David Hendricks had been behind bars four years (three of them at Menard, a maximum security prison) in the deaths of his wife and three children when, in December 1987, he sent a year-end newsletter to family, friends and, I gather, media contacts:
The last three months have offered me more excitement than most months before then. A yard-melee that killed one and injured over a dozen, an over-two-month lockdown (not too exciting), a commissary skirmish, a major cellhouse-to-cellhouse move of over four hundred inmates, and more–lots more.
Added to that excitement is my growing tension while I wait for the long-overdue decision from the Illinois Supreme Court in my case. I’m still hopeful, but still waiting.
The September-28 fight in the yard was between a white gang and a black gang. It occurred at the end of the evening yard session, just as the inmates were about to be called in. One inmate pretended he was tripped by blacks who were lined up in a double column, and the fight was on. It lasted 20 minutes, mainly consisting of two charges with brief and violent engagements. Within two hours the entire prison was locked down; inmates were screaming vulgarities, obscenities and threats; burning fires on galleries and throwing boiling water on anyone who was unlucky enough to walk in front of their cells.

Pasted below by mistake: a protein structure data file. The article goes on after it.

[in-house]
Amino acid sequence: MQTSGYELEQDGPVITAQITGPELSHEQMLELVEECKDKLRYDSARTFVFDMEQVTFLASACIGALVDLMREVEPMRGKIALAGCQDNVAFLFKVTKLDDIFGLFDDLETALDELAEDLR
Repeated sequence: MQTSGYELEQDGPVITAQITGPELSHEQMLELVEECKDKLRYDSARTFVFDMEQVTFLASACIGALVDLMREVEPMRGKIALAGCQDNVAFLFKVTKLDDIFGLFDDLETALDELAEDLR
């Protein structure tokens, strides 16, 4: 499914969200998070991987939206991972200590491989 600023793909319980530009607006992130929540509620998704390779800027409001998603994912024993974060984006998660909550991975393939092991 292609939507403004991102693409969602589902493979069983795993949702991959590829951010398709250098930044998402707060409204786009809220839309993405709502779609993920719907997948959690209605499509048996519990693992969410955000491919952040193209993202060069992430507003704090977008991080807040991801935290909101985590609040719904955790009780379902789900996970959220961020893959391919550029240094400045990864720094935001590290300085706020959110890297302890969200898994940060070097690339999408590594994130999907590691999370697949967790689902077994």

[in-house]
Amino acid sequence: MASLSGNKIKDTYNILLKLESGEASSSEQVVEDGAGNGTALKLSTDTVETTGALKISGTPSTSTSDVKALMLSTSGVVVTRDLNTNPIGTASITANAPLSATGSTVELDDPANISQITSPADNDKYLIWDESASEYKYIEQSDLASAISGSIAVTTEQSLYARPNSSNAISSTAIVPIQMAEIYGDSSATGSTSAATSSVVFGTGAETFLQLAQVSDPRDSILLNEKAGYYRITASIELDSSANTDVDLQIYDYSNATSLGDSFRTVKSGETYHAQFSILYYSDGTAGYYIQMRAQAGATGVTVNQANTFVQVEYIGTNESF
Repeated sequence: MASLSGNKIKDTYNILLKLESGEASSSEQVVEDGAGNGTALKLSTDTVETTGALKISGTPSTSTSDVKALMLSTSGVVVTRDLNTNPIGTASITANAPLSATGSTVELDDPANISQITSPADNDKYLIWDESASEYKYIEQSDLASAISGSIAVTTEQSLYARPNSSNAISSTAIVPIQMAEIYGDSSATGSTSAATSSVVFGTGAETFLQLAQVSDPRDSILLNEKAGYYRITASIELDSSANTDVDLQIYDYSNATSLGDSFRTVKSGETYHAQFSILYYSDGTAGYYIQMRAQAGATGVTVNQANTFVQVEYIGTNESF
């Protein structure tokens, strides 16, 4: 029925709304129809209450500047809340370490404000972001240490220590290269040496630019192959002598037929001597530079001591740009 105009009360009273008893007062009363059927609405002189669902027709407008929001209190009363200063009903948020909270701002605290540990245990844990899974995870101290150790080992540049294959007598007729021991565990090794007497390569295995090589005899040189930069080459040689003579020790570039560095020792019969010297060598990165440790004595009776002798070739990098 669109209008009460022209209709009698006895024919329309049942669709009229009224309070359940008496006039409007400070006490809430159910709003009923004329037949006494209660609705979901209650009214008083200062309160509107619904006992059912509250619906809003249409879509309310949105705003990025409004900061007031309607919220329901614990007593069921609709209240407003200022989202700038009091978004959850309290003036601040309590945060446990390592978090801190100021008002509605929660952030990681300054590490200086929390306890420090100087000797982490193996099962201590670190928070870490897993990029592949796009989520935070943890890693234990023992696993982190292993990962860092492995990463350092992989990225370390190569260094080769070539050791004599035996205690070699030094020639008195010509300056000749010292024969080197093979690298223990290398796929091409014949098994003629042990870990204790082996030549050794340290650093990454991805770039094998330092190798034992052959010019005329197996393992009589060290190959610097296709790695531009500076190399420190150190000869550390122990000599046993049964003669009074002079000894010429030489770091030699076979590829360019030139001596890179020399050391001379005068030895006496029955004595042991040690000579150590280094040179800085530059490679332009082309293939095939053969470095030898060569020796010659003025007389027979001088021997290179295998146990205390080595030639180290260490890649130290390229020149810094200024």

Because the fight was a result of gang rivalry, and because the black man who was killed was a high-ranking member of one of the gangs, the administration anticipated widespread violence on release of deadlock, so while the warden bargained with the gang chiefs we all waited on deadlock–locked in our cells full time. A week, a month, two months and more. It is now mid-December and this place is just getting back to normal movement for the first time since the September-28 melee.
They tried releasing us earlier, but when they did, violence erupted. In the commissary, for example, on Tuesday, November 24, the first time we had been allowed to shop, while I was checking out at the end of the line, a fight broke out behind me. Cans of food flew through the air and swung inside the ends of socks, an aluminum garbage can, wooden benches and everything else not tied down became instant weapons.
Two days later, Thanksgiving Day, we were told we would be moved, enmasse, to the South Cellhouse the next day. The South House has the smallest cells, much smaller than those I’ve lived in since coming here, and with two men in them, it would be almost impossible to live. So I was locked-down, told I’d be moved to a worse cellhouse, no end to the deadlock was in sight–it was a rather downbeat Thanksgiving! Sure, I had things to be thankful for; I just wasn’t thinking of any at the time.
The move was a mess! I’m amazed I got my possessions and papers! Each inmate carried whatever-package-was-next up the stairs and delivered it to its owner.
Our new cells are indeed smaller, but I’ve found compensating factors that make the cellhouse seem not so bad. Not good either, but then, this isn’t supposed to be the Ritz.
I’m ready for the excitement to end and for my hum-drum existence to resume. Hum-drum is better than hair-raising. Which reminds me–I need to get to the barber; it’s been four months!
With love to all,
Hendricks’s account of when and how the fight began differs from The Chicago Tribune‘s account. But the basics are the same. Here’s a link to the Trib’s account: